West Coast Editor
Preparing for Phase III work with its lead drug for non-small-cell lung cancer, Novelos Therapeutics Inc. entered a definitive agreement to sell $15.06 million in stock and warrants to institutional investors.
The buyers will pay $1.35 per share for 11.15 million shares, and warrants for another 8.37 million shares at an exercise price of $2.50 each.
Novelos’ stock (OTCBB:NVLT) closed Friday at $1.90, down 10 cents.
The cancer drug, NOV-002, is one of two oxidized glutathione-based compounds (the other is NOV-205 for chronic hepatitis C) already approved for use in the Russian Federation where they were developed. Marketed under the trade name Glutoxim by Moscow-based PharmaBAM, NOV-002 will be studied this year in a single pivotal trial in the U.S., which the company hopes will be conducted under a special protocol assessment from the FDA.
"That’s certainly the plan," said Harry Palmin, president and CEO of Newton, Mass.-based Novelos, noting that talks went well with the agency, after the firm gained positive results from a Phase II study. During the end-of-Phase II meeting, the FDA agreed that a single study would be enough to support approval of the drug in combination with chemotherapy for Stage IIIb/IV NSCLC patients.
"The design [of the proposed Phase III trial] is very straightforward," he added, and would last three years, starting enrollment of front-line, chemotherapy-na ve patients in the third quarter.
"Chemotherapy is great at killing cancer - unfortunately, it also kills the patient," Palmin pointed out, but when NOV-002 is given with chemo, "right away [patients] start to feel better, their blood indices improve, their immune indices improve, and they can take more cycles of chemotherapy," he said.
Targeted cancer therapies "are not the answer in themselves," Palmin said. "They’re extremely expensive and marginally effective," whereas NOV-002 is inexpensive, easy to manufacture and offers the synergy with chemotherapy as well as benefits of its own.
Palmin told BioWorld Today that he wants to retain U.S. rights to NOV-002 "until we get positive results from the Phase III trial," but by mid-2007, intends to have a deal for rights outside North America.
The HCV drug, NOV-205, which is designed to act as a liver-protective agent with immunomodulating and antiviral activity, also is approved for use in the Russian Federation. Commercialization is starting there under the trade name Molixan.
In the U.S., Novelos plans to file an investigational new drug application shortly and begin a study in the second quarter.
Founded in 1996, Novelos has six full-time employees who are part of a "core team" of 15 people, said Palmin, whose family came from Russia and whose father, an entrepreneur, "was very skeptical at first," when he returned to the country and began to examine intellectual property on which Novelos eventually was based.
He became a believer, though, and with his son established a U.S. presence for Novelos.
"I grew up at Morgan Stanley and Lehman Brothers on the product side," Palmin said. "I saw a lot of deals come and go, and I always had the entrepreneurial itch."
Placement agents in the stocks-and-warrants sale are Oppenheimer & Co. and Rodman & Renshaw, both of New York.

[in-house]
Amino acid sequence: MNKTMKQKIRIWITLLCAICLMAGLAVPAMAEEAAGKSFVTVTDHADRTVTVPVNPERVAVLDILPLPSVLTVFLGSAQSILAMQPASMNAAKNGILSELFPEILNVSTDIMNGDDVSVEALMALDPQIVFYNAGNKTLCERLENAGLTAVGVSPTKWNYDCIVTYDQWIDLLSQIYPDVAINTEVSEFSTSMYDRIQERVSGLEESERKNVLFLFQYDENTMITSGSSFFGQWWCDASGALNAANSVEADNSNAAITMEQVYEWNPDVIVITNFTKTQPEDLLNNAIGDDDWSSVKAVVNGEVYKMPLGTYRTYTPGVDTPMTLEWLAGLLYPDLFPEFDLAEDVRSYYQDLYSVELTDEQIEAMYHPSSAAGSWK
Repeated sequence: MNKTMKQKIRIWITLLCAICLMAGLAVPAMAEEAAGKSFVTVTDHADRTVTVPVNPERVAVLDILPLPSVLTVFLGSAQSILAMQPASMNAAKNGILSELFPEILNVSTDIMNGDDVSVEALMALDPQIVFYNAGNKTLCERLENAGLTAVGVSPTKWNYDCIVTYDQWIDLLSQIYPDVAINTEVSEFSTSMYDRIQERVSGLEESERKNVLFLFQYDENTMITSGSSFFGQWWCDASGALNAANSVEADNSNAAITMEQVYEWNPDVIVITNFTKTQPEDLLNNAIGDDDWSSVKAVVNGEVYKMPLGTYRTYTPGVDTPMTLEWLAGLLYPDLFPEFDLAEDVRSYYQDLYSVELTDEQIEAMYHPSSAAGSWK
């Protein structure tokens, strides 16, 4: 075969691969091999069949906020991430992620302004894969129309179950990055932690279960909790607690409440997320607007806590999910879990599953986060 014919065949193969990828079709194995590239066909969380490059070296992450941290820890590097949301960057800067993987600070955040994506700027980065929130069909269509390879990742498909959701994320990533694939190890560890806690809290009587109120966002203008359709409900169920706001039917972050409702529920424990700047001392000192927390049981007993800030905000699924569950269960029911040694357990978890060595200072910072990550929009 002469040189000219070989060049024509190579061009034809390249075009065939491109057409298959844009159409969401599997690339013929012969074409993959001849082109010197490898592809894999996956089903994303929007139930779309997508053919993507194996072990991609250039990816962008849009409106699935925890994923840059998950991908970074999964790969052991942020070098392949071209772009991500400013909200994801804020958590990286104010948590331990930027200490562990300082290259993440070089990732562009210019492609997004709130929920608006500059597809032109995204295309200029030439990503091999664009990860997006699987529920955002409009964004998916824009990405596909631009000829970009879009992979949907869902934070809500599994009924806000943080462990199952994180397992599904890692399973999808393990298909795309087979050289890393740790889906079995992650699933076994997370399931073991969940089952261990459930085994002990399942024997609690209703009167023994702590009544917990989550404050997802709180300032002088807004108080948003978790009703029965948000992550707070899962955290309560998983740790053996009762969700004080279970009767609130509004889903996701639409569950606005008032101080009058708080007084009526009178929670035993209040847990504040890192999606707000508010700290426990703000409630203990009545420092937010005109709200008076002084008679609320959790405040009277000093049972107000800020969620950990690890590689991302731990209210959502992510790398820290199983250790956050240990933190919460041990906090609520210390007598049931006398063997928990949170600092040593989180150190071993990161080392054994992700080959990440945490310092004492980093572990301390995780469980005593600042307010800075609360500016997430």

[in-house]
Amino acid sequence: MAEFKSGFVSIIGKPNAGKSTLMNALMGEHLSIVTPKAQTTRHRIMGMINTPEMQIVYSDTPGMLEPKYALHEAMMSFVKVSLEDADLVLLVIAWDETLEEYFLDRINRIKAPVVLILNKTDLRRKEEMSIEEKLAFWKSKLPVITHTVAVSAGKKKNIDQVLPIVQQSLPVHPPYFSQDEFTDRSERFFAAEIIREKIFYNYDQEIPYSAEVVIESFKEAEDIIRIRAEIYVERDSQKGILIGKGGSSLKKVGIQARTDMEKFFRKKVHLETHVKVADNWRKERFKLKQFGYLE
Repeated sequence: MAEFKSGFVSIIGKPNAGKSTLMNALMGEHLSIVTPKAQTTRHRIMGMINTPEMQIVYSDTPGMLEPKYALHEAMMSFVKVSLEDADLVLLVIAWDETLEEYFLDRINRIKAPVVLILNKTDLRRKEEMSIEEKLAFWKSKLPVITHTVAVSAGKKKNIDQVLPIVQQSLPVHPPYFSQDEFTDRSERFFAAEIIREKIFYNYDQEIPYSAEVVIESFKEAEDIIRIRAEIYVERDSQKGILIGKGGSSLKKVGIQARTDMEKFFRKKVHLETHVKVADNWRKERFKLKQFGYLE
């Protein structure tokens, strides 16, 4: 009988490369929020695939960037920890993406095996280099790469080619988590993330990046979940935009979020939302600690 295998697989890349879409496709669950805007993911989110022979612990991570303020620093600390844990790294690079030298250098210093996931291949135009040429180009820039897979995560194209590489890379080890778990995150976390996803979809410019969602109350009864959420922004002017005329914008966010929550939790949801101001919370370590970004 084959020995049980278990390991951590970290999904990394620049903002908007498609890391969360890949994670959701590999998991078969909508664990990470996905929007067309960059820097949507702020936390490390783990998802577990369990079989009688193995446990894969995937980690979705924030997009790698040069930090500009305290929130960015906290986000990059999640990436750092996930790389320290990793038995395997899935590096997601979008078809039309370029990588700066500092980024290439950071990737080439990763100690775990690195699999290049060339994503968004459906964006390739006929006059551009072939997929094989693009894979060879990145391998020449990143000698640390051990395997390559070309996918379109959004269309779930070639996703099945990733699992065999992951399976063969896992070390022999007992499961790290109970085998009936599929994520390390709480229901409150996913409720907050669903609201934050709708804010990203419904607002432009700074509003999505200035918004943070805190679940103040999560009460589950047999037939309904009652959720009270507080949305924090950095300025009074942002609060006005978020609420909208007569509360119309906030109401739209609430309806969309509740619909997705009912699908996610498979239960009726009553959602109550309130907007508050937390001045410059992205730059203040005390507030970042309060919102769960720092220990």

In other financing news:
• Angiotech Pharmaceuticals Inc., of Vancouver, British Columbia, intends to offer $250 million in aggregate principal amount of senior subordinated notes due 2014 in a private placement, subject to market and other conditions. Certain of Angiotech’s direct and indirect subsidiaries will guarantee the notes on a senior subordinated basis. The company expects the offering, conditional on the acquisition of American Medical Instruments Holdings Inc., of Lake Forest, Ill., is expected to finalize in late March. Proceeds will be used in part the company’s acquisition of AMI, repay the existing debt of AMI and pay fees and expenses related to the acquisition and the issuance of the notes. Angiotech disclosed about a month ago its plan to buy AMI for about $792.8 million in cash.
• CytRx Corp., of Los Angeles, entered into definitive agreements with a group of institutional investors to raise about $13.4 million from the private sale of common stock and warrants for the purchase of common stock, with net proceeds to CytRx of about $12.4 million after expenses. Under the terms, CytRx will sell 10.65 million shares of common stock at $1.26 per share and issue warrants to buy about 5.33 million shares of common stock at $1.54 per share. Proceeds will fund ongoing clinical development, the company said, notably the Phase II trial with its lead small molecule, arimoclomol, targeting amyotrophic lateral sclerosis. CytRx’s stock (NASDAQ:CYTR) closed Friday at $1.60, up 22 cents. T.R. Winston & Company LLC, of Bedminster, N.J., is acting as the lead placement agent on the transaction.
• MediGene AG, of Martinsried, Germany, is increasing its share capital from about €18.76 million ($22.57 million) to about €20.62 million, through shares issued from authorized capital against cash. In the course of the private placement, the shares will be issued at a price of €8.45 without subscription rights for existing shareholders. The price is calculated as the average of the last five closing prices of MediGene shares on XETRA trading at the Frankfurt Stock Exchange, less a five percent discount.